The COVID-19 pandemic has had a significant impact on RIT’s operations. In fact, the university’s 2020 Institute Risk Map includes as one of its top ten risks, the risk that COVID-19 will alter or disrupt the manner in which the university fulfills its essential functions. And disrupt operations it has…..
As a result of COVID-19, there is likely not one RIT College, Department, or Division that has not had to revise standard processes and procedures in order to accommodate the protocols put in place to help keep the RIT community healthy and safe against the spread of COVID-19.
Once COVID-19 safety protocols were developed, departments had a limited amount of time to modify key processes in order to comply with these protocols and promote a transition that was as smooth and effective as possible. In the haste that was required to implement these new processes, there is a chance that the inclusion of appropriate control activities may not have been a primary focus in the design of these revised processes.
Now that we have made it through the fall semester, as we plan for the spring semester, it is a good time to take a critical look at the new/ revised processes that will continue to be utilized as long as COVID-19 restrictions remain in place, and ask, answer, and appropriately resolve the following questions:
What aspects of the process modifications worked well and what did not work well? Can additional modifications be made at a modest cost that would increase the effectiveness and/or efficiency of these processes?
Were there any unintended “upstream” or “downstream” consequences (e.g., disruption to other RIT departments that rely on inputs or outputs from your department) of your process modifications that need to be addressed?
As a result of resource/geographical limitations, were revised processes designed so that responsibilities (i.e., authorization, custody, record keeping, and reconciliation) are appropriately segregated among different people (aka Segregation of Duties) to reduce the risk of error or inappropriate/fraudulent activities?
If due to resource limitations, it is not feasible to maintain an adequate segregation of duties, have appropriate compensating control activities been put in place (i.e., management oversight and monitoring controls)?
Do revised processes contain both preventive controls (i.e., designed to avoid an unintended event or result at the time of initial occurrence) and detective controls (i.e., designed to discover an unintended event or result after the initial processing has occurred to ensure their prompt correction)?
Are the new/revised processes that have been put in place more effective and/or efficient than the original processes and are there some aspects that should be retained even after the COVID-19 pandemic has been contained?
All faculty, staff, and students should be proud of how the RIT community has worked together to modify RIT’s day-to-day operations to continue to ensure high-quality educational and research experiences while protecting the health and safety of our community. With some reflection and continued resolve, we can fine tune these new and revised processes to ensure that they include appropriate control activities which will increase the likelihood of the successful accomplishment of RIT’s mission and objectives.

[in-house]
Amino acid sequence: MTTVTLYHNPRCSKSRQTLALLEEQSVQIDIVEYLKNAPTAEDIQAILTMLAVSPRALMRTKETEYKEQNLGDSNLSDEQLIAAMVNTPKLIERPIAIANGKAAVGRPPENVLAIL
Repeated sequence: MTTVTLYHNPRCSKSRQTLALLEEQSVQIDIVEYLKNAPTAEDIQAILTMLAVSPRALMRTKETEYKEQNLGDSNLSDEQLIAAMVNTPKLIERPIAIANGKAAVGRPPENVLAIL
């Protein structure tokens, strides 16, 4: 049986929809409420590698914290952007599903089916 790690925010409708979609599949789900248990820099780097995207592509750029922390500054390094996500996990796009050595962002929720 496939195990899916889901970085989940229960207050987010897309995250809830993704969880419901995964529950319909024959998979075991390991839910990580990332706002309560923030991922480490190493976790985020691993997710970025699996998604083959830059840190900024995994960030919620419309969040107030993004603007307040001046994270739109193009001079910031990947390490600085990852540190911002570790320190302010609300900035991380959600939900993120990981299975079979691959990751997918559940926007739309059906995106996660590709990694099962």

IACA is always happy to consult and advise departments on potential risks to consider and suggested control activities to mitigate these risks as existing processes are redesigned and new processes are developed.
IACA would like to wish all a happy and healthy winter break!!
Inform RIT : RIT-Information Information Security
Contributed by: Ben Woelk, ’07, CISSP, CPTC, Information Security Office Program Manager
Inform RIT is a recurring column provided by the RIT Information Security Office. The column highlights current issues and initiatives that impact the RIT community. In this issue, we’ll talk about how you can take ownership of your privacy.
Social media and mobile apps allow people to stay connected with friends and family, organize their work and personal lives, learn new things, explore new interests or activities, make travel plans, play games, or binge-watch the latest shows. However, these technologies also introduce a plethora of ways for personal information to be tracked, shared, or exposed. Here are some tips you can follow to protect your online information and keep your personal information private.
Limit the amount of personal information that you share online by updating your privacy settings on websites, apps, and mobile devices at least one or two times per year. Not sure where to begin? The National Cyber Security Alliance (NCSA) website provides direct links to update individual account privacy settings on popular devices and online services.
Working in a public space? People can easily overhear phone conversations, so make sure you move to a private area when discussing personal or confidential information. People can also unintentionally—or intentionally—see what’s on your laptop or mobile device. Consider investing in a privacy screen to prevent shoulder surfing and to help protect sensitive work information or details about your personal life.